Beautiful, long haired, winged Lilith is a female demon who appears in the folklore of many cultures. Combining elements from ancient Babylonian mythology with generations-long fears of feminine dominance and the crib death phenomena, Lilith made her grand appearance during the Middle Ages as Jewish scholars and mystics pondered the existence of two Biblical versions of Creation. According to midrash, Adam’s first wife was not Eve, but Lilith who was created with him. When she was denied equality by her partner Adam, Lilith grew wings and flew away from the Garden of Eden, and for that she was cursed.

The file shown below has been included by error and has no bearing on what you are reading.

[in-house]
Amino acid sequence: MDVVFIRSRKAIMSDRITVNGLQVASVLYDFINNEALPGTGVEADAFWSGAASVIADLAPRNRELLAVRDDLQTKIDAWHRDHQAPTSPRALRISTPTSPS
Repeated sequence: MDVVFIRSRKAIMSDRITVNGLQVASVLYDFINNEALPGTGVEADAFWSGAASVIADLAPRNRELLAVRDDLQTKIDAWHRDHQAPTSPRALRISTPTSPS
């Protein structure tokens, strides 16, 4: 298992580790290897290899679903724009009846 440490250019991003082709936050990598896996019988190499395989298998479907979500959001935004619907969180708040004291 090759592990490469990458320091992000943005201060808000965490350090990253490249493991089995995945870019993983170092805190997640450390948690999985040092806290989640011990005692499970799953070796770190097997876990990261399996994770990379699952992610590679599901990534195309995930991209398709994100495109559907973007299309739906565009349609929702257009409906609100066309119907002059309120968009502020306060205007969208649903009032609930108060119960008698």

Lilith’s tragic character has been widely portrayed in art from the seductive serpent in Michelangelo’s The Fall of Adam and Eve, to Kiki Smith’s haunted wall sculpture, often representing feminine independence that is achieved at a high personal cost.
In a series of portraits made with materials associated with feminine chores, I examine the seam between freedom and obligation, beauty and decay, retaliation and tragedy.